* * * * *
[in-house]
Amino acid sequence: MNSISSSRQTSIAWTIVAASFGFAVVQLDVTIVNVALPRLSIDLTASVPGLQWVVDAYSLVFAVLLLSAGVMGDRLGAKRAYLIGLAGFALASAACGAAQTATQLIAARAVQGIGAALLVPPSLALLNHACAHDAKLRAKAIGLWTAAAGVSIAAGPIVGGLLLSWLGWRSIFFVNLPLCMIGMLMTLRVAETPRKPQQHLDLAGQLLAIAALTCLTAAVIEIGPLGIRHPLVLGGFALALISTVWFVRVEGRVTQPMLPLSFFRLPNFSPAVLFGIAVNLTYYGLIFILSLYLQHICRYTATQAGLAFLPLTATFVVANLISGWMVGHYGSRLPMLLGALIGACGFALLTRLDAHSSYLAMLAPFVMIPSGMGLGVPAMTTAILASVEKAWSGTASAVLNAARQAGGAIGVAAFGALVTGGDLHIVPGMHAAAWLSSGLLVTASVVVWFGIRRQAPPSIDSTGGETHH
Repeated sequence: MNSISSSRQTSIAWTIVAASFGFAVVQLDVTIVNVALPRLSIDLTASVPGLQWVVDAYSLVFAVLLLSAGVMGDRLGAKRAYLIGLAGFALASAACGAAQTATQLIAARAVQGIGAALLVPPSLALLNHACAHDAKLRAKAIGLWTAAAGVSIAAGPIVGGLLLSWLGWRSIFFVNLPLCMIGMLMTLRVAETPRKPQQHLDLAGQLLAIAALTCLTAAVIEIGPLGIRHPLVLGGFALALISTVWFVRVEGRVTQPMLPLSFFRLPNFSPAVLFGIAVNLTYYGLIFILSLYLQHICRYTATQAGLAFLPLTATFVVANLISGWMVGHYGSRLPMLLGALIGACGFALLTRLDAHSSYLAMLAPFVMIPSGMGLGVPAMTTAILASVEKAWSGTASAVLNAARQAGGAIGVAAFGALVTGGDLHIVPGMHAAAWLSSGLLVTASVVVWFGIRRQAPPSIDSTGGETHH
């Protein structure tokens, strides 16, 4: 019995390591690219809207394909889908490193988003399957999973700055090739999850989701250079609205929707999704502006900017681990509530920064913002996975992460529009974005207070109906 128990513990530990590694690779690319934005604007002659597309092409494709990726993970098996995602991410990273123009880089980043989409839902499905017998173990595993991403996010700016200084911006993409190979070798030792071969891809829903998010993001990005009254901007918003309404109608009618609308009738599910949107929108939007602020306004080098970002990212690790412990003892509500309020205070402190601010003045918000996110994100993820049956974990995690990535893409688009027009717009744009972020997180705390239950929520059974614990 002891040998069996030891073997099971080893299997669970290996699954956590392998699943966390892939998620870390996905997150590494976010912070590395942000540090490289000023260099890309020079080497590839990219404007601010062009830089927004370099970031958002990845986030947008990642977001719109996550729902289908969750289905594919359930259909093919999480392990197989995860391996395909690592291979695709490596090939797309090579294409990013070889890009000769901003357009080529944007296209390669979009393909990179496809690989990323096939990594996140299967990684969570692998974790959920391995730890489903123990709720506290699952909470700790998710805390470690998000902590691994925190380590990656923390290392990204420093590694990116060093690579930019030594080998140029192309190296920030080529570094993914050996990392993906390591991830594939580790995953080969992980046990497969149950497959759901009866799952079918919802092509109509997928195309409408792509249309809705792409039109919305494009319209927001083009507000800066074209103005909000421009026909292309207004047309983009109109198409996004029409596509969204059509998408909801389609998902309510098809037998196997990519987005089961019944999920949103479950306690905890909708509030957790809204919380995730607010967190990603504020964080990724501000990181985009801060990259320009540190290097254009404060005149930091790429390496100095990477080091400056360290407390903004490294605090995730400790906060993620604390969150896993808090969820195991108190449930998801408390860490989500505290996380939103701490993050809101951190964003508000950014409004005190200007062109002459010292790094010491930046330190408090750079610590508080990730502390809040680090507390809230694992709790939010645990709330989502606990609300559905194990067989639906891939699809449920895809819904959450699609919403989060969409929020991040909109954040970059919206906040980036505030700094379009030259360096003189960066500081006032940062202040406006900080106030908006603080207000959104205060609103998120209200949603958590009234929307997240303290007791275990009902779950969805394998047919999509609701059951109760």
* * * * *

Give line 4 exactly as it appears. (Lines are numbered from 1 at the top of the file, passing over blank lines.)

């Protein structure tokens, strides 16, 4: 019995390591690219809207394909889908490193988003399957999973700055090739999850989701250079609205929707999704502006900017681990509530920064913002996975992460529009974005207070109906 128990513990530990590694690779690319934005604007002659597309092409494709990726993970098996995602991410990273123009880089980043989409839902499905017998173990595993991403996010700016200084911006993409190979070798030792071969891809829903998010993001990005009254901007918003309404109608009618609308009738599910949107929108939007602020306004080098970002990212690790412990003892509500309020205070402190601010003045918000996110994100993820049956974990995690990535893409688009027009717009744009972020997180705390239950929520059974614990 002891040998069996030891073997099971080893299997669970290996699954956590392998699943966390892939998620870390996905997150590494976010912070590395942000540090490289000023260099890309020079080497590839990219404007601010062009830089927004370099970031958002990845986030947008990642977001719109996550729902289908969750289905594919359930259909093919999480392990197989995860391996395909690592291979695709490596090939797309090579294409990013070889890009000769901003357009080529944007296209390669979009393909990179496809690989990323096939990594996140299967990684969570692998974790959920391995730890489903123990709720506290699952909470700790998710805390470690998000902590691994925190380590990656923390290392990204420093590694990116060093690579930019030594080998140029192309190296920030080529570094993914050996990392993906390591991830594939580790995953080969992980046990497969149950497959759901009866799952079918919802092509109509997928195309409408792509249309809705792409039109919305494009319209927001083009507000800066074209103005909000421009026909292309207004047309983009109109198409996004029409596509969204059509998408909801389609998902309510098809037998196997990519987005089961019944999920949103479950306690905890909708509030957790809204919380995730607010967190990603504020964080990724501000990181985009801060990259320009540190290097254009404060005149930091790429390496100095990477080091400056360290407390903004490294605090995730400790906060993620604390969150896993808090969820195991108190449930998801408390860490989500505290996380939103701490993050809101951190964003508000950014409004005190200007062109002459010292790094010491930046330190408090750079610590508080990730502390809040680090507390809230694992709790939010645990709330989502606990609300559905194990067989639906891939699809449920895809819904959450699609919403989060969409929020991040909109954040970059919206906040980036505030700094379009030259360096003189960066500081006032940062202040406006900080106030908006603080207000959104205060609103998120209200949603958590009234929307997240303290007791275990009902779950969805394998047919999509609701059951109760």